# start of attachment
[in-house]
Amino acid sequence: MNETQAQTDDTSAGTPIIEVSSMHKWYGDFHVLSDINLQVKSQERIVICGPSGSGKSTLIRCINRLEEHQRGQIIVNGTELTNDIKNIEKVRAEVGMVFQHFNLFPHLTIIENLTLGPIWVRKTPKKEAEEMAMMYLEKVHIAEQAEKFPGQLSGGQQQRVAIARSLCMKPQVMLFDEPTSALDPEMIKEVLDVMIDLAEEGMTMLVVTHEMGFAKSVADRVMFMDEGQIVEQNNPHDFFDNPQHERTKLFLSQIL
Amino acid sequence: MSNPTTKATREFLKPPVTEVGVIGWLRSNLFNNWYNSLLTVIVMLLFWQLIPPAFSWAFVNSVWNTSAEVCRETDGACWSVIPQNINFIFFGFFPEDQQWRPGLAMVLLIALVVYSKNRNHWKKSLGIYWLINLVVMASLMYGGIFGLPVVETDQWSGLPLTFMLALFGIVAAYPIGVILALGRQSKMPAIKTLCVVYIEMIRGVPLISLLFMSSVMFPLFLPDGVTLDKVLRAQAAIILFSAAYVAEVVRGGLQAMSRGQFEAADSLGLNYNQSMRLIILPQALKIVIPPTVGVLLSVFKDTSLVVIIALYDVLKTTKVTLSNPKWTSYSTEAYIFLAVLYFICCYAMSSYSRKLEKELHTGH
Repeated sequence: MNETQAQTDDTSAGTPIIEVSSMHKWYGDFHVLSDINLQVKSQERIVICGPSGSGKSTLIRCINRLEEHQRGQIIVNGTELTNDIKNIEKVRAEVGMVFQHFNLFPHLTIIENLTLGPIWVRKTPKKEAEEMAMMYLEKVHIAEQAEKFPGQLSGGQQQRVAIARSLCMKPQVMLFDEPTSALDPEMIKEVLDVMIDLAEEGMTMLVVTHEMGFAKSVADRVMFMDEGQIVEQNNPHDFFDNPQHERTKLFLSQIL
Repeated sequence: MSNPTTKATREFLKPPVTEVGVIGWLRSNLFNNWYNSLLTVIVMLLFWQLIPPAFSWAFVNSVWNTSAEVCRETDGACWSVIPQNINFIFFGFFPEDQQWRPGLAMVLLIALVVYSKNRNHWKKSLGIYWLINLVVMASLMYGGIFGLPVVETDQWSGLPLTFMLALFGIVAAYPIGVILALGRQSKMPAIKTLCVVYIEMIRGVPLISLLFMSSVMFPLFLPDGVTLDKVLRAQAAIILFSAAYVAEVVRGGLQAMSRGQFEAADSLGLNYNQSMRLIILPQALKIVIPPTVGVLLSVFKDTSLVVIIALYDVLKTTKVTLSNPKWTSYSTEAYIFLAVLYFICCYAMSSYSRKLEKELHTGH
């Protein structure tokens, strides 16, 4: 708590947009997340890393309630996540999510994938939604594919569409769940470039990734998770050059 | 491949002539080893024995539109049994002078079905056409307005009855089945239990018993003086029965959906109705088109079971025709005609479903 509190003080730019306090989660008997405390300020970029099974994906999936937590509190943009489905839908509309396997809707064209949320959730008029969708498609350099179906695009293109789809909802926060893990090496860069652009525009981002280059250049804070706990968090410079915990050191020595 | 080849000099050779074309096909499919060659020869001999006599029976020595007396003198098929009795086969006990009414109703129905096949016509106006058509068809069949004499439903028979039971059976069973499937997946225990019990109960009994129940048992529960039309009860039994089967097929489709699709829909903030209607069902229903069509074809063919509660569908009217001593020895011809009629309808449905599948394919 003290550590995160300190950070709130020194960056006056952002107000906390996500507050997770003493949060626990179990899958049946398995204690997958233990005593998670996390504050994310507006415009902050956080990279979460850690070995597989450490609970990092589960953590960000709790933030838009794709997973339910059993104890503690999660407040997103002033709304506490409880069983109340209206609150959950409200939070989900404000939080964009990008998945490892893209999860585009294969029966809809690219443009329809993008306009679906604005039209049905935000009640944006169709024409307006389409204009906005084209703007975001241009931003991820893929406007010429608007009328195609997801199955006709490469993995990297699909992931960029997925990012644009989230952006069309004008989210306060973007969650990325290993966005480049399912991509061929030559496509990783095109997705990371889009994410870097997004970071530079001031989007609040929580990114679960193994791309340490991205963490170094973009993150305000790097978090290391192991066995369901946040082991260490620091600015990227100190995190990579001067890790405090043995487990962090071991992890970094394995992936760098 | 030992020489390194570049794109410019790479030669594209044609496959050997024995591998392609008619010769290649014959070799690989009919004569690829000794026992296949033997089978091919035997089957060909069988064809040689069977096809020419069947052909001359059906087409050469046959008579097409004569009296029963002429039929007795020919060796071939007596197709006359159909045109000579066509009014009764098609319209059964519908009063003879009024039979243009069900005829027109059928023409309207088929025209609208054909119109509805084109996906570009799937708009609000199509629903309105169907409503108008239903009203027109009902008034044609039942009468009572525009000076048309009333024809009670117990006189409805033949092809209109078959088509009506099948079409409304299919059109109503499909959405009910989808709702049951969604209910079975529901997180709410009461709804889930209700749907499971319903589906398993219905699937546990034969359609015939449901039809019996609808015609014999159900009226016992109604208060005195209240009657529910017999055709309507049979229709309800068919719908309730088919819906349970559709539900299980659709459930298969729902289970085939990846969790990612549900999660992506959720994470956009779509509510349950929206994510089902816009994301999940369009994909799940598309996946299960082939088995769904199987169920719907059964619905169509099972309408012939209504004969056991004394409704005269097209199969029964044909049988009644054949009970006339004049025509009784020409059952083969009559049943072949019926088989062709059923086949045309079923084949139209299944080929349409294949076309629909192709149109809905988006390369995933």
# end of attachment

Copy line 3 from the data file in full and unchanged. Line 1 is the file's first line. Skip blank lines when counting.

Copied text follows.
Amino acid sequence: MSNPTTKATREFLKPPVTEVGVIGWLRSNLFNNWYNSLLTVIVMLLFWQLIPPAFSWAFVNSVWNTSAEVCRETDGACWSVIPQNINFIFFGFFPEDQQWRPGLAMVLLIALVVYSKNRNHWKKSLGIYWLINLVVMASLMYGGIFGLPVVETDQWSGLPLTFMLALFGIVAAYPIGVILALGRQSKMPAIKTLCVVYIEMIRGVPLISLLFMSSVMFPLFLPDGVTLDKVLRAQAAIILFSAAYVAEVVRGGLQAMSRGQFEAADSLGLNYNQSMRLIILPQALKIVIPPTVGVLLSVFKDTSLVVIIALYDVLKTTKVTLSNPKWTSYSTEAYIFLAVLYFICCYAMSSYSRKLEKELHTGH